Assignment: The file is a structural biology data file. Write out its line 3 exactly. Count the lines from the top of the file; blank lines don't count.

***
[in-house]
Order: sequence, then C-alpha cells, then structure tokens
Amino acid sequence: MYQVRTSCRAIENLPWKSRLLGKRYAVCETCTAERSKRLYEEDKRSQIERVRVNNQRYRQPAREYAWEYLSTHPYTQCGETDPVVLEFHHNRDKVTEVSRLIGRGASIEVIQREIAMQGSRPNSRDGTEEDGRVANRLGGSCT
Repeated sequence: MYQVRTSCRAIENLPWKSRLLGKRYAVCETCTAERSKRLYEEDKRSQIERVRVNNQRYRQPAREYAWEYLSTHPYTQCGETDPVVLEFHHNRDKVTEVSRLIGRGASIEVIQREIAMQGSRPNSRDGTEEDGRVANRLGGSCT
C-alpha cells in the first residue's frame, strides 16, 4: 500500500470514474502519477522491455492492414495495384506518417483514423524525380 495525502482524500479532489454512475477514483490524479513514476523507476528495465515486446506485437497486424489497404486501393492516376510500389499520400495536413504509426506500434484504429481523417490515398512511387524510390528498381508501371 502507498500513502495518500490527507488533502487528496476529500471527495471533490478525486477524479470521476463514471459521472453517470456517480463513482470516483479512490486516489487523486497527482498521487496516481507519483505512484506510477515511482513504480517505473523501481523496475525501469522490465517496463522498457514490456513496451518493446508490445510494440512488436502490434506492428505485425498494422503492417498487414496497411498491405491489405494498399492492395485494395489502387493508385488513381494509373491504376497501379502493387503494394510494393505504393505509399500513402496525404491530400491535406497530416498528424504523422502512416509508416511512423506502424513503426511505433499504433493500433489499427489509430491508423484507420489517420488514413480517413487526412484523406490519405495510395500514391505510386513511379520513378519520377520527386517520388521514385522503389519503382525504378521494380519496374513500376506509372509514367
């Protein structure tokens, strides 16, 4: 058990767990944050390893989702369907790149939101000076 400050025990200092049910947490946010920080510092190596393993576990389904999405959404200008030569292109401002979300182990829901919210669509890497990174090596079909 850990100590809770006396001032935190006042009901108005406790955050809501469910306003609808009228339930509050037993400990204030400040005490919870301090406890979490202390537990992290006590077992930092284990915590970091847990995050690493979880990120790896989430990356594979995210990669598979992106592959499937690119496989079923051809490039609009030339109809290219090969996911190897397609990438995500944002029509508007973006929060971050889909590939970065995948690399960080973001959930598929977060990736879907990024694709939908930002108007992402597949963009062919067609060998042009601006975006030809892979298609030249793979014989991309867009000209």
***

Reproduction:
Amino acid sequence: MYQVRTSCRAIENLPWKSRLLGKRYAVCETCTAERSKRLYEEDKRSQIERVRVNNQRYRQPAREYAWEYLSTHPYTQCGETDPVVLEFHHNRDKVTEVSRLIGRGASIEVIQREIAMQGSRPNSRDGTEEDGRVANRLGGSCT